DuBois firmly believed that persistent agitation, political action, and academic education would be the means to achieve full citizenship rights for black Americans. His educational philosophy directly influenced his political approach. He stressed the necessity for liberal arts training because he believed that black leadership should come from college-trained backgrounds. DuBois’ philosophy of the “Talented Tenth” was that a college-educated elite would chart, through their knowledge, the way for economic and cultural elevation for the black masses.
In 1905, DuBois helped found a radical civil rights protest organization called the “Niagara Movement” Its members were predominately northern, urban, college-educated black men—the “Talented Tenth.” This short-lived movement launched a campaign for complete equality and justice for blacks, with an emphasis on political rights. Lack of financial support caused the Niagara Movement—the direct forerunner of the NAACP—to dissolve by 1910.
In 1909, after an outbreak of rioting and murders of Negroes in Springfield, Illinois, a protest meeting was held in New York that led to the formation of the National Association for the Advancement of Colored People. DuBois was one of the founding members of the organization. The NAACP was a coalition of black and white radicals which sought to remove legal barriers to full citizenship for Negroes. The association began an intensive campaign to bring about the enforcement of the Fourteenth and Fifteenth Amendments. The NAACP fought against segregation and discrimination mainly in the courts.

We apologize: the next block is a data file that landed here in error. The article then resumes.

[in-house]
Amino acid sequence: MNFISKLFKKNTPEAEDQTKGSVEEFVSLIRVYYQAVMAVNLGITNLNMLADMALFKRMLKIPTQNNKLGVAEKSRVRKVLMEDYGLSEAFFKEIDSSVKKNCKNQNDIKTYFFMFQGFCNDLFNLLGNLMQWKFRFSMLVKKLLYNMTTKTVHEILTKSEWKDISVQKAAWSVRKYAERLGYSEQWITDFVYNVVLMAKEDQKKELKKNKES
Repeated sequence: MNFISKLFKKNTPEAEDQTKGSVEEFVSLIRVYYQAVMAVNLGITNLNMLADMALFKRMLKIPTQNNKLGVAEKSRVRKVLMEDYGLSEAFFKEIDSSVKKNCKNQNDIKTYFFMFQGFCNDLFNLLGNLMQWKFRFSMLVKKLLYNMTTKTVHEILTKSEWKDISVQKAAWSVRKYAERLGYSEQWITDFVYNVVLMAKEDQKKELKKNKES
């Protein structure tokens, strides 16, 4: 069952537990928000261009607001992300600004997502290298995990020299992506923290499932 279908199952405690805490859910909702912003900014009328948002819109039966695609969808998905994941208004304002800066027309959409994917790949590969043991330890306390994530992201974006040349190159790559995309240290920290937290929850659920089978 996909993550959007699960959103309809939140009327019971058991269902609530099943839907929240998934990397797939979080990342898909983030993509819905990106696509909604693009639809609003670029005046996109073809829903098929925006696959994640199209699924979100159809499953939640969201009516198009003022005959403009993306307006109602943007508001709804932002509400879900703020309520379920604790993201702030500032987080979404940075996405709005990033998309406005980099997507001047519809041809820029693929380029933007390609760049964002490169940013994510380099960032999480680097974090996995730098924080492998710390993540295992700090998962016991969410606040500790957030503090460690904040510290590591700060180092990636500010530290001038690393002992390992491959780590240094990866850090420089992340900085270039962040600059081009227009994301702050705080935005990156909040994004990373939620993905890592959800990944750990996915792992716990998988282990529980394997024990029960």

DuBois was the director of NAACP publications and research, and founder-editor of the association’s official publication, The Crisis. This magazine, one of the best sources of information about the black world, became the vehicle through which DuBois could delineate his racial program and political ideals to the black American community. From 1910 to 1915, DuBois voiced the new aspirations of the American Negro in The Crisis. This was a period of increasing influence for the leadership of DuBois and the NAACP. Washington felt threatened by the rise of the association, and the ideological battle between Washington and DuBois continued until the former’s death in 1915.